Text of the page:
An “elevator pitch” is a metaphorical term used to describe a brief presentation by a business owner or entrepreneur to potential investors. The implication is that if the value of the idea can’t be conveyed in 30 seconds, or the duration of a typical elevator ride, then investors probably won’t bite.
But the term is being made literal at the national “Real” Elevator Pitch Competition in St. Louis, Missouri this weekend—and West Virginia University student Anthony Braxton will be there, proposing an urban farm that will benefit economically disadvantaged neighborhoods to provide communities both healthy food and hope for the future.
Braxton, a senior business management major in the College of Business and Economics, learned of the competition through the WVU LaunchLab, the university’s resource center for students interested in developing a new product or business.
Having worked with several members of the LaunchLab’s collaborative, hands-on staff, Braxton developed a compelling 30-second video pitch that secured him a finalist spot in the “Real” Elevator Pitch Competition.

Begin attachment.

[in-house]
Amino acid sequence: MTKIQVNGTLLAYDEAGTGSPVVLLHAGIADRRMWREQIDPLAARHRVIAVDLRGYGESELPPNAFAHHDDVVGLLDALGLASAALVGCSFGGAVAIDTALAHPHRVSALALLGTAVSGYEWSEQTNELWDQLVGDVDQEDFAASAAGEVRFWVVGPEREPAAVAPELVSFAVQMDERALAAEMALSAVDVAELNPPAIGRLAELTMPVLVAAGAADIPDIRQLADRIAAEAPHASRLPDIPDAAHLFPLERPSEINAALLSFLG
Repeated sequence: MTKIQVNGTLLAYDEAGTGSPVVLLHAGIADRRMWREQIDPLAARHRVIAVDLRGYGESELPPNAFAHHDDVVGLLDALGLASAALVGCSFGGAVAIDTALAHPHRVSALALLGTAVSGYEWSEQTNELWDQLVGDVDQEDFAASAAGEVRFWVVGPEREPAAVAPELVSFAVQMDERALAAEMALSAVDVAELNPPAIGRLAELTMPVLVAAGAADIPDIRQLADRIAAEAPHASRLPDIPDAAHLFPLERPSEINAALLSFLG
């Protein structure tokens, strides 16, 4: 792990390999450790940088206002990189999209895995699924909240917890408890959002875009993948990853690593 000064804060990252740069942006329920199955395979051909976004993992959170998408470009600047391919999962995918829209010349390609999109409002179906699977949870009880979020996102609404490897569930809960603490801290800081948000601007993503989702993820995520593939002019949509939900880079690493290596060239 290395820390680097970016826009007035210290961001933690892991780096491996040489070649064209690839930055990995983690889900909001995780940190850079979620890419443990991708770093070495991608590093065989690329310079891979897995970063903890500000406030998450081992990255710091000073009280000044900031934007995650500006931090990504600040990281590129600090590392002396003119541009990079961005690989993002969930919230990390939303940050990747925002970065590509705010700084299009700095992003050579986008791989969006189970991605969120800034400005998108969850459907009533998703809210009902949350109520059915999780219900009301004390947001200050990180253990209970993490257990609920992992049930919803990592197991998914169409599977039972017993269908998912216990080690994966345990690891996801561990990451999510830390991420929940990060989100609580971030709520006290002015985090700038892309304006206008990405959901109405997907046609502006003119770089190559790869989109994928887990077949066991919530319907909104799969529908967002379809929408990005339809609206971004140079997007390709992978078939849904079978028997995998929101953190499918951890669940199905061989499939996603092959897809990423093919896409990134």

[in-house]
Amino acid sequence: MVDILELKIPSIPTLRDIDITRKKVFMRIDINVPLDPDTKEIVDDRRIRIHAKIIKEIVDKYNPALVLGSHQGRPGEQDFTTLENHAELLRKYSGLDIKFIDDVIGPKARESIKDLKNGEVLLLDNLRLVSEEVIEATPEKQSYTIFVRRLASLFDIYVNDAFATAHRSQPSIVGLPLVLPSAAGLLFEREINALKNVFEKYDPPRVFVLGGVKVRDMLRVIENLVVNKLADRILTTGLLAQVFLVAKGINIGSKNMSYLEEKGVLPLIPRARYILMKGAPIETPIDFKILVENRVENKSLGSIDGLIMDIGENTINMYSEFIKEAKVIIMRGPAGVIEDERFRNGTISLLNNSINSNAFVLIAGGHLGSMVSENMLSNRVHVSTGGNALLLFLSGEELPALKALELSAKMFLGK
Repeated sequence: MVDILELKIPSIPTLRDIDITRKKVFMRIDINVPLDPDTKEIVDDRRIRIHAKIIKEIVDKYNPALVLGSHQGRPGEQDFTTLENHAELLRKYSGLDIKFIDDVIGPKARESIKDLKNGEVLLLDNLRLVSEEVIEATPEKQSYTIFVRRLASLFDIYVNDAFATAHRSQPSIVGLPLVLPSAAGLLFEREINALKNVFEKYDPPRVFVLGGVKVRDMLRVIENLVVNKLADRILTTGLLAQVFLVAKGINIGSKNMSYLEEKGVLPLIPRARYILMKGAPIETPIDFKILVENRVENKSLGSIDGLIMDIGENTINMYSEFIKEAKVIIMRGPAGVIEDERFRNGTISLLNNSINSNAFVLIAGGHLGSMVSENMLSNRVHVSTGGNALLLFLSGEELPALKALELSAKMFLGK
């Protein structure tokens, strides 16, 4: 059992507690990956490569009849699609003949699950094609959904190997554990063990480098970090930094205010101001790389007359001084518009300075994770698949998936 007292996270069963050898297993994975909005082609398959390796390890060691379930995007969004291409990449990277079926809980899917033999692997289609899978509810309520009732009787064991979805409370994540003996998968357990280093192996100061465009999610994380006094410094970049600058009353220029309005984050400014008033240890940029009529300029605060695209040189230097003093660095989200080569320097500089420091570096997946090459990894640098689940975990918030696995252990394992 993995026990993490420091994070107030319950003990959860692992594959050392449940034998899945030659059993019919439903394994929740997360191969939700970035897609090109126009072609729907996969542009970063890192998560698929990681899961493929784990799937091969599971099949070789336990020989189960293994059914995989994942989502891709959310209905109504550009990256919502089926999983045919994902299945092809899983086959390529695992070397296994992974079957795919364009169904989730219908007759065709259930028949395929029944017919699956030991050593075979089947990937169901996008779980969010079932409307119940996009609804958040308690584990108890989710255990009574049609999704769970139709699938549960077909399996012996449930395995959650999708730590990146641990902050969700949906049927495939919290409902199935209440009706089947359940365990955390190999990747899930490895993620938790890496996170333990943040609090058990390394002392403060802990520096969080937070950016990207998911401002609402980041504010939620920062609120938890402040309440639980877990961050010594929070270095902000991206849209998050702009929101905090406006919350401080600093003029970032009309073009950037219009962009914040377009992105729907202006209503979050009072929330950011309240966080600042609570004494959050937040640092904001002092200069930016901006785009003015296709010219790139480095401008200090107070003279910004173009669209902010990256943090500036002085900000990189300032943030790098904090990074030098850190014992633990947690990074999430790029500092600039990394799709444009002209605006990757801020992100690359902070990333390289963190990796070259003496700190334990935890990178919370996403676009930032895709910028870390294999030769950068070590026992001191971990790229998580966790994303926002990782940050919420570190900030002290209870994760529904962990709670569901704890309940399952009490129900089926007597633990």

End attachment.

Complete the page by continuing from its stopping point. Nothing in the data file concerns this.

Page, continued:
In St. Louis, Braxton will pitch his idea to real investors also serving as competition judges several times over the course of a single day. This time, though he and his audience will be in a real elevator, traveling up and down the 40 stories of skyscraper One Met Square in St. Louis. If he wins, he will receive $2500 and a trip to South by Southwest in Austin, Texas in March 2017.
“Anthony is already a winner. He is one of only 12 selected from applicants from across the country participating in the ‘Real’ Elevator Pitch Competition. The experience he will have in St. Louis will be invaluable to him,” said LaunchLab director Carrie White.
Originally from Pittsburgh, Braxton has been an extremely involved student during his years at WVU. He has served in the Student Government Association, been a member of the Mountaineer Maniacs, and worked as a resident advisor. He will graduate in May and join the Target Corporation, a company whose commitment to community development he admires.
Braxton is excited to ride that really long elevator and make his pitch again this weekend. He credits the staff at the LaunchLab for giving him the confidence in his idea and the tools to make a successful pitch.
“They don’t hold your hands,” he said, “but they do provide great feedback and push you to refine on your ideas. If I win, I’ll be back to work with the Launchlab to make my urban farm a reality.”